• Bad run - Ongoing streak of bad beats, when a player keeps getting bad cards and keeps losing to his opponents more often than usual.

  • Under EV - situation, when a player makes EV+ decisions but has a bad run and keeps losing, despite playing a good game.

  • Tilt - suboptimal state of mind, where a player is frustrated and prone to making mistakes. Usually happens during bad run, after a big bad beat, or when under EV (e.g. fish is winning despite making EV- moves against the player)

  • Mental Game - range of psychological strategies and processes which help us to train, learn, play our best game and avoid tilt.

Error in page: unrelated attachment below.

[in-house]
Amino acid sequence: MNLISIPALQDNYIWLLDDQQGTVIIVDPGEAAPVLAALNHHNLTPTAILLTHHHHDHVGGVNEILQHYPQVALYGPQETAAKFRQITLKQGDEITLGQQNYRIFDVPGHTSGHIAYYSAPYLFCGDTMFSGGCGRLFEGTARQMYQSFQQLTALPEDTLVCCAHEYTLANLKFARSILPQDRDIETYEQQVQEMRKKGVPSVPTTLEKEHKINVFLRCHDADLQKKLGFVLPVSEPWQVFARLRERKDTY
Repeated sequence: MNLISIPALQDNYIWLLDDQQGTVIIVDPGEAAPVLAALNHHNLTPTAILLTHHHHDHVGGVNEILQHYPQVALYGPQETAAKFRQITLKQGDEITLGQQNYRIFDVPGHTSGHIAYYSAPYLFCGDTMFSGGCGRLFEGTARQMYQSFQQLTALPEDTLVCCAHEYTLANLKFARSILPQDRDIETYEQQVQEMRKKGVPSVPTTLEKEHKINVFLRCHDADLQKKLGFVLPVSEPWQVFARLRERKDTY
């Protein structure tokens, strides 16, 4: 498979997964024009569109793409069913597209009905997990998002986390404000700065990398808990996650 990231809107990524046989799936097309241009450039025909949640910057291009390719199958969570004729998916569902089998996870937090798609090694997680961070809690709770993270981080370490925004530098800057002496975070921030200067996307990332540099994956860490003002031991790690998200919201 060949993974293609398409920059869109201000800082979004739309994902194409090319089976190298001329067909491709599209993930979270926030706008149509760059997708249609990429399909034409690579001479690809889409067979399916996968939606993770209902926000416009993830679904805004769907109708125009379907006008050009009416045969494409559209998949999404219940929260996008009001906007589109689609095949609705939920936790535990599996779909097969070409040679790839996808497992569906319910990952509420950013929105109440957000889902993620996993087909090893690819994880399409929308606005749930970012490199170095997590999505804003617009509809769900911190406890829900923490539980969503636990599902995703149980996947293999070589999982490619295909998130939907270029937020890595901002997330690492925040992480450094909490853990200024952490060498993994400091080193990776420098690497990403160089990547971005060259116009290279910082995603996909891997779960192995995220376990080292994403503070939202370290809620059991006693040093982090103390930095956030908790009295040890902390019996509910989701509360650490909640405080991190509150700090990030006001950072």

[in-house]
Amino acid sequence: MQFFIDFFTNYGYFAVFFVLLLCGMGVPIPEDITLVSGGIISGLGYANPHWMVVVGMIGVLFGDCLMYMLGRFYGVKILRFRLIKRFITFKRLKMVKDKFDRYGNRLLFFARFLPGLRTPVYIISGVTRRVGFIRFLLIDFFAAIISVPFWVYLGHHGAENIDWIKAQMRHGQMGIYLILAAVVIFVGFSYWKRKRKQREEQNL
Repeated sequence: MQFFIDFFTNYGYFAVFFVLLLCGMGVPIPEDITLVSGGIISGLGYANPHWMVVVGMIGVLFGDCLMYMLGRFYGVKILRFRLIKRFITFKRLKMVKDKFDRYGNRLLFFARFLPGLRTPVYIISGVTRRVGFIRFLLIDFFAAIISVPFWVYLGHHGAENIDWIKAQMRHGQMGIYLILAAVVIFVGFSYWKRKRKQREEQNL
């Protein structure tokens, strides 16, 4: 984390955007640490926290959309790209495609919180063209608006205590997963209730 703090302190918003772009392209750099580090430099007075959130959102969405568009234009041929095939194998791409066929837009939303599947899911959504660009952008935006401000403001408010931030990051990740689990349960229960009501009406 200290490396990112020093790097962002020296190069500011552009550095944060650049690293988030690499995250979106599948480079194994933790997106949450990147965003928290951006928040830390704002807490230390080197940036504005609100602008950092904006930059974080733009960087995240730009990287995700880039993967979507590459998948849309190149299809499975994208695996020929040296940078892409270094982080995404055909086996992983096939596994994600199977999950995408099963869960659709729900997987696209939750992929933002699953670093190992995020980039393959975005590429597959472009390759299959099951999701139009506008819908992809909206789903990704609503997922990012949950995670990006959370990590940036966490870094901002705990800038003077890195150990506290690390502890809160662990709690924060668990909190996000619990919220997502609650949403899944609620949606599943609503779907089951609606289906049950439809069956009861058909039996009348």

• Bankroll Management - set of rules that every poker professional should strictly follow in order to not risk too much capital on one game

  • Exploit - a systematic mistake a player keeps making, that can be used against him by other players (e.g. never bluffing in certain situations or bluffing too much).

  • Busto - Poker player who did not adhere to his bankroll management and went broke.

  • Flip - a situation with roughly 50/50 win or loss. More generally a flip doesn't give a big advantage to any opponent and its result is the outcome of randomness rather than of skill.

  • Rigged - a game is rigged if it includes cheaters or mechanisms that favor some players over others. There are a lot of “rigged games” in crypto too.